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Davis v. Metropolitan Life Insurance Co.

United States District Court, M.D. Pennsylvania

February 11, 2015



CHRISTOPHER C. CONNER, Chief District Judge.

Plaintiff Elizabeth Davis ("Davis") filed the above-captioned action against defendant Metropolitan Life Insurance Company ("MetLife"), stating claims for breach of contract, breach of the implied covenant of good faith and fair dealing, and bad faith under the Pennsylvania Unfair Insurance Practices Act ("UIPA"), 40 PA. CONS. STAT. § 1171.1 et seq., pursuant to 42 PA. CONS. STAT. ANN. § 8371, and, alternatively, denial of benefits under the Employee Retirement Income Security Act ("ERISA"), 29 U.S.C. § 1001 et seq., breach of fiduciary duty under ERISA, and attorneys' fees and costs under ERISA, all in connection with MetLife's termination of Davis's long-term disability benefits. Presently before the court are MetLife's motion (Doc. 25) to set aside the default that the Clerk of Court entered against MetLife and Davis's motion (Doc. 15) for default judgment. For the reasons that follow, the court will grant MetLife's motion and deny Davis's motion.

I. Factual Background and Procedural History

At all times relevant to this action, Elizabeth Davis worked at Penn State Milton S. Hershey Medical Center ("the Medical Center") as a cardiovascular technician. During her employment, Davis participated in the Medical Center's Cafeteria and Welfare Benefit Plan ("the plan"), which provided long-term disability ("LTD") benefits under an insurance policy that MetLife administered. On June 10, 2010, Davis submitted a claim for LTD benefits under the policy due to idiopathic hypersomnia. MetLife approved her claim and remitted LTD benefits until December 6, 2012. As required by the insurance policy, Davis applied for social security disability benefits from the Social Security Administration ("SSA"). The SSA determined that Davis was entitled to disability benefits as of December 2010. (Doc. 45-2, Ex. A at 1). As a result of this determination, MetLife reduced Davis's LTD benefits by the amount of her social security disability award. (Doc. 28-3, Ex. C). On December 6, 2012, MetLife concluded that Davis no longer satisfied the definition of disability under the plan and terminated Davis's LTD benefits. (See Doc. 28-5, Ex. E). Davis administratively appealed MetLife's denial of benefits, and MetLife upheld its decision on April 30, 2013. (Doc. 28-8, Ex. H).

On November 7, 2013, Davis commenced the instant action. (Doc. 1). She claims that the Medical Center is a state-controlled entity and therefore is not subject to ERISA. (Id. ¶ 53). Davis brings state law causes of action for breach of contract, breach of the implied covenant of good faith and fair dealing, and bad faith under the UIPA. (Id. ¶¶ 57-71). She alleges, inter alia, that MetLife improperly denied her LTD benefits, failed to conduct a physical examination, used medical opinions from unlicensed physicians, ignored conflicting medical evidence from the SSA and Davis's own physician, and misrepresented that ERISA governs Davis's benefits claims. (Id. ¶¶ 58, 67). In the event that her insurance policy is subject to ERISA, Davis states alternative claims for violation of ERISA, breach of fiduciary duty under ERISA, and attorneys' fees and costs under ERISA. (Id. ¶¶ 72-80). Davis served MetLife with the complaint and summons on December 19, 2013. (Doc. 6). MetLife failed to respond to the complaint within the time prescribed by the Federal Rules of Civil Procedure. On March 13, 2014, the court instructed Davis's counsel to file a request for entry of default. (Doc. 8). Counsel did so on March 20 (Doc. 9), and the Clerk of Court entered default against MetLife on March 26 (Doc. 11). Davis served both documents on MetLife. (Docs. 12-13). On September 5, 2014, Davis moved for default judgment. (Doc. 15). In connection with her state law claims, Davis seeks liquidated damages in the amount of $716, 544.75, $1, 041.29 in costs, unliquidated damages in the amount of $3, 582, 723.75, and interest calculated at a statutory rate. (Id.)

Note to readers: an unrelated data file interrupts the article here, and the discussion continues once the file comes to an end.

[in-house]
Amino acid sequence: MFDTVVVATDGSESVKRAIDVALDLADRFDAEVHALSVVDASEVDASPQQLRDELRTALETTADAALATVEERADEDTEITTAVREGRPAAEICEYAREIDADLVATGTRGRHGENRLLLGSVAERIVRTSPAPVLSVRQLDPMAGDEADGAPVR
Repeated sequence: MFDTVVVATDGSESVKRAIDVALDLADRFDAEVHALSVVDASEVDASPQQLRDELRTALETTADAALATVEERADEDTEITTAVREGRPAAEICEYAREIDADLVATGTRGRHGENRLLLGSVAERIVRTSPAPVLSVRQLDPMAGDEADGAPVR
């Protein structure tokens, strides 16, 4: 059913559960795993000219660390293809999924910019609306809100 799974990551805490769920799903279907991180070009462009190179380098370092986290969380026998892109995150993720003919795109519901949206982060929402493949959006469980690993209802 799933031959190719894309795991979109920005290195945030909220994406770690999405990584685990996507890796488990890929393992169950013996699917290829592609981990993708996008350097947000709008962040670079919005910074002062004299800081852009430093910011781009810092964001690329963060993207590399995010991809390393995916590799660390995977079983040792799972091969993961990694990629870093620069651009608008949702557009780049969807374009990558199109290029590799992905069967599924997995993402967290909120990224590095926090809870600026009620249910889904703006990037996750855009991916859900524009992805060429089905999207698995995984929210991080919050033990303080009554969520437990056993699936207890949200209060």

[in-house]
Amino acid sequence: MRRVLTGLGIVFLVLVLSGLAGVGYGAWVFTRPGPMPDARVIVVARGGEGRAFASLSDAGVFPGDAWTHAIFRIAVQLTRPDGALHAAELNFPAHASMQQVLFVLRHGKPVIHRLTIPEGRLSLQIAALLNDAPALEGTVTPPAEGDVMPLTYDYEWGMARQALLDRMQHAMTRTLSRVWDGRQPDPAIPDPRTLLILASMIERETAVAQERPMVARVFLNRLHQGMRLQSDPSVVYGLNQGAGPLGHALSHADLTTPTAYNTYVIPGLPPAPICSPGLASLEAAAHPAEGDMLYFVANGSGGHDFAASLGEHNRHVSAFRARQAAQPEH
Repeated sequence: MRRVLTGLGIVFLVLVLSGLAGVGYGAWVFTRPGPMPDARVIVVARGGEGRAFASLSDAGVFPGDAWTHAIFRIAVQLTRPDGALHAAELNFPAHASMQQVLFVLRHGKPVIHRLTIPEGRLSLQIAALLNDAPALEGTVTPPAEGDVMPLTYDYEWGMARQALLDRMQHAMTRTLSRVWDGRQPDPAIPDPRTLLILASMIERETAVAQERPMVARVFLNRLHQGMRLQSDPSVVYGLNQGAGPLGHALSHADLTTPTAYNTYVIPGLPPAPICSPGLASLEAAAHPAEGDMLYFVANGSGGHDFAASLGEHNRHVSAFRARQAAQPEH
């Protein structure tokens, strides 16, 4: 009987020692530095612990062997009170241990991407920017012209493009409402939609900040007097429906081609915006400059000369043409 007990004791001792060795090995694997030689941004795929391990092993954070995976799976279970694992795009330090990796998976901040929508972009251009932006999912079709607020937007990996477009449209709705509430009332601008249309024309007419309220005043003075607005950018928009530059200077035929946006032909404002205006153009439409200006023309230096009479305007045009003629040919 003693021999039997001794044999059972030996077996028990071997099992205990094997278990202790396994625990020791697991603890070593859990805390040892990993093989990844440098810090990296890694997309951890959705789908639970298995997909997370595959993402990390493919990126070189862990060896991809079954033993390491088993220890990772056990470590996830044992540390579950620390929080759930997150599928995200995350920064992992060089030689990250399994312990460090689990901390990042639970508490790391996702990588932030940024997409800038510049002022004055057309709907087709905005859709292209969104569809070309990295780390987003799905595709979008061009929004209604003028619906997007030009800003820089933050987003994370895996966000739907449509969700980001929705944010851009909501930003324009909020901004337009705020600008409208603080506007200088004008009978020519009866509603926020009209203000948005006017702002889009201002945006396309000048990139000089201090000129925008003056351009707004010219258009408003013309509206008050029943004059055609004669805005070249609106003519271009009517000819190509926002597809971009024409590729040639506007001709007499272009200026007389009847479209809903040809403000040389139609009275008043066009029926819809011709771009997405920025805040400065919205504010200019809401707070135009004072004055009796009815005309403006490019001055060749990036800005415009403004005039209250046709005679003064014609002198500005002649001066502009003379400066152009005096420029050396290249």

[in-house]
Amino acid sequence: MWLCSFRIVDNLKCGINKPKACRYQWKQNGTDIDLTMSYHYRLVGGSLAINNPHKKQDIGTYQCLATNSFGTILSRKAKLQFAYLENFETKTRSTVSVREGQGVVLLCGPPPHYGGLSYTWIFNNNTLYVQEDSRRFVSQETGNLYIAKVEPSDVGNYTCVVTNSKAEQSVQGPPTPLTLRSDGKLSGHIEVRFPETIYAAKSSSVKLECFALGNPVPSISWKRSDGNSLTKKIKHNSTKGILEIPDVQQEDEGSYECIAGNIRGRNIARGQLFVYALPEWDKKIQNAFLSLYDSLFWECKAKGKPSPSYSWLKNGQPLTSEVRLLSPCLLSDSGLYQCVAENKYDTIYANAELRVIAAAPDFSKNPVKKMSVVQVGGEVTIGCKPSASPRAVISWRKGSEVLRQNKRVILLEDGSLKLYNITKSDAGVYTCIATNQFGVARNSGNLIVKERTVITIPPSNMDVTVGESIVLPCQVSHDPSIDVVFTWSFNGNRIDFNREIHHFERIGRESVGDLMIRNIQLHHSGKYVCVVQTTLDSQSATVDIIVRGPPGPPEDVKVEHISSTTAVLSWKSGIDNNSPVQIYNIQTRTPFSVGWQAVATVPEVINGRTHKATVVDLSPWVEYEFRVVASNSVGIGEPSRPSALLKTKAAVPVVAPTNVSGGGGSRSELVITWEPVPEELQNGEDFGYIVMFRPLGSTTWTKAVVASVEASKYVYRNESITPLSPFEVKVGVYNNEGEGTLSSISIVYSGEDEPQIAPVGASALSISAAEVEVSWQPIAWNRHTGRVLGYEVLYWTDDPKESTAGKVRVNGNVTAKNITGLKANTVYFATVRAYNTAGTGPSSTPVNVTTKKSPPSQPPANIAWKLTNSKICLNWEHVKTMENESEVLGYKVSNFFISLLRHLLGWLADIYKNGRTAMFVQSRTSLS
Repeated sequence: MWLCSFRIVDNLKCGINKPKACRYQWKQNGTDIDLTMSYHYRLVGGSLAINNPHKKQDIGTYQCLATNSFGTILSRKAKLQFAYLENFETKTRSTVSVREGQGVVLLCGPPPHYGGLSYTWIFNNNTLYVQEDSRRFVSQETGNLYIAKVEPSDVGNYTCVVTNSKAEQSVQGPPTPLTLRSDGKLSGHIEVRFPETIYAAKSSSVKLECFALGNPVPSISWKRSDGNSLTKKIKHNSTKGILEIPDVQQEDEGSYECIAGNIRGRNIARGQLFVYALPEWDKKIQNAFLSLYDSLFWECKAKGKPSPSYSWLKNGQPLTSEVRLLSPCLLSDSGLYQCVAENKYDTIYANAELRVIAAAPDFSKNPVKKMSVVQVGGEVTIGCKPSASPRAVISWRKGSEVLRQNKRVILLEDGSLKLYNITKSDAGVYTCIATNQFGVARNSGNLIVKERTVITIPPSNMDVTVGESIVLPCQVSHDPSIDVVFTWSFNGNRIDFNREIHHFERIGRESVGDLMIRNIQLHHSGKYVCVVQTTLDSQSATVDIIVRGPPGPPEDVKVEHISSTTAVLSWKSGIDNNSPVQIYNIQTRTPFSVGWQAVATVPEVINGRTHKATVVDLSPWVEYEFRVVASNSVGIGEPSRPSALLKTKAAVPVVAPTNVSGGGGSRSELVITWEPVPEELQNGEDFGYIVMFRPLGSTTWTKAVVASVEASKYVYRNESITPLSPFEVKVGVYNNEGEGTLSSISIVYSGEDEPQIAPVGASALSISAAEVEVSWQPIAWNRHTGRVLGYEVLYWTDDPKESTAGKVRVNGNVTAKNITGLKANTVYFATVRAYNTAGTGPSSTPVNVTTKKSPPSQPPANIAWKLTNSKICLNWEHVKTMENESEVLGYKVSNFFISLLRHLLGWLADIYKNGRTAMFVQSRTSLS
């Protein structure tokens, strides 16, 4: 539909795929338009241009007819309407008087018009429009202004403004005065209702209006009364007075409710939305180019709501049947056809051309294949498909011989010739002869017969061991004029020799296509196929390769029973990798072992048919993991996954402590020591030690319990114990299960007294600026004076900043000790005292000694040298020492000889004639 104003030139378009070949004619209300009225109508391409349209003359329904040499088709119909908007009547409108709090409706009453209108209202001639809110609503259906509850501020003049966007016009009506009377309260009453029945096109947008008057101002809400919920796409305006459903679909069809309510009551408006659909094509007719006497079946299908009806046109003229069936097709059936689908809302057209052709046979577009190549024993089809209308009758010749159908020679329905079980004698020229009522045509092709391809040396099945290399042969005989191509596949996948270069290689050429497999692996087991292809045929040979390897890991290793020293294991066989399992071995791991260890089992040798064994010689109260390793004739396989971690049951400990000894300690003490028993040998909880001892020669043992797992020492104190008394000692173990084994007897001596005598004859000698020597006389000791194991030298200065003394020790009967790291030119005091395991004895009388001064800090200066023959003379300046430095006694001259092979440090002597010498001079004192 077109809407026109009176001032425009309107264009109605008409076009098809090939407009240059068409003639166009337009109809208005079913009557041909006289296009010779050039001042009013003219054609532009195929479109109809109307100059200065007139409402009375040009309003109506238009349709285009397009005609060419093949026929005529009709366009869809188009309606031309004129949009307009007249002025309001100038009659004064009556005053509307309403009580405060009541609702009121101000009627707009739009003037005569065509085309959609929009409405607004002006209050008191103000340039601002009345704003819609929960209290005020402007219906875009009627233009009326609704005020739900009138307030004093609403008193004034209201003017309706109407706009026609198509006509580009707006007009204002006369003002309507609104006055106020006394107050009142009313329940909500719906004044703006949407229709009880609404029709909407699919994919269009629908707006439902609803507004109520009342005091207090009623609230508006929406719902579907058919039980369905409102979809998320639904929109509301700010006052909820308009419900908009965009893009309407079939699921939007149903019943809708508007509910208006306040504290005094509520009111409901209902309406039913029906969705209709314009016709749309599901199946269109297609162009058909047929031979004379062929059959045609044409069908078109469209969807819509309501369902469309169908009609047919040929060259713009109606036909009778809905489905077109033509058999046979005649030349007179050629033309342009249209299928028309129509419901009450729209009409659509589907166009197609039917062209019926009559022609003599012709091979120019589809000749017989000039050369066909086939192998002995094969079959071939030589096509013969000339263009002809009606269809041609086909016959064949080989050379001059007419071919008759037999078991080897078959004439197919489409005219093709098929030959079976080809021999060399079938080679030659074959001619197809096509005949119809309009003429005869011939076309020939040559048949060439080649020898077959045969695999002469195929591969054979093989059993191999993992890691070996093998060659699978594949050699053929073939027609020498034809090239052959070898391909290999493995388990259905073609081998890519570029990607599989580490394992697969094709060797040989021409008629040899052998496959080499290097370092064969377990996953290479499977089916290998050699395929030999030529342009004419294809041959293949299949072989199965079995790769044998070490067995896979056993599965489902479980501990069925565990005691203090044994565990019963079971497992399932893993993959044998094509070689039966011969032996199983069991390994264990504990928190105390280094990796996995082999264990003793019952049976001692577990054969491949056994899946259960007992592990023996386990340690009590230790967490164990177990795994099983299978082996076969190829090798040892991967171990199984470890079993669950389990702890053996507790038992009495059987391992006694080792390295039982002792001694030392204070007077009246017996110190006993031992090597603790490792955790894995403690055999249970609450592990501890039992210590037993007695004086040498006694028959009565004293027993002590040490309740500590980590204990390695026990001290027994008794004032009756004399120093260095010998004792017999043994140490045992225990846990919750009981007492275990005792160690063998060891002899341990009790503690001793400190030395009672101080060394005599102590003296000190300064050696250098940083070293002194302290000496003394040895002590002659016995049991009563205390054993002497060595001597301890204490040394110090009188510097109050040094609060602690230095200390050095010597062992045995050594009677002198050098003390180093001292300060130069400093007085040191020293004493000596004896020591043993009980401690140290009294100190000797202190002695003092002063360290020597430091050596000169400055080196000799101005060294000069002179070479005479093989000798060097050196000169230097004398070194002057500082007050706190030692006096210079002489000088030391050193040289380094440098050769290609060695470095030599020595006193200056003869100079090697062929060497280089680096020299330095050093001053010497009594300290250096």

The court subsequently ordered MetLife to show cause by October 3, 2014 why it should not grant Davis's motion. (Doc. 17). On October 2, 2014, counsel first appeared on behalf of MetLife and moved for a one-week extension of time to respond to the show cause order. (Docs. 18-19). The court granted the extension. (Doc. 23). On October 10, 2014, MetLife responded to the order (Doc. 27), moved to set aside the entry of default (Doc. 25), and filed a brief in support of its motion and in opposition to Davis's motion for default judgment (Doc. 26). Davis's motion for default judgment and MetLife's motion to set aside the entry of default have been fully briefed and are ripe for disposition.

II. Legal Standard

Federal Rule of Civil Procedure 55(c) provides that a court may set aside an entry of default for "good cause." FED. R. CIV. P. 55(c). A district court must consider three[1] distinct factors when determining whether to set aside a default, to wit: "(1) whether the plaintiff will be prejudiced; (2) whether the defendant has a meritorious defense; [and] (3) whether the default was the result of the defendant's culpable conduct." World Entm't Inc. v. Brown, 487 F.Appx. 758, 761 (3d Cir. 2012) (nonprecedential) (quoting United States v. $55, 518.05 in U.S. Currency, 728 F.2d 192, 195 (3d Cir. 1984)).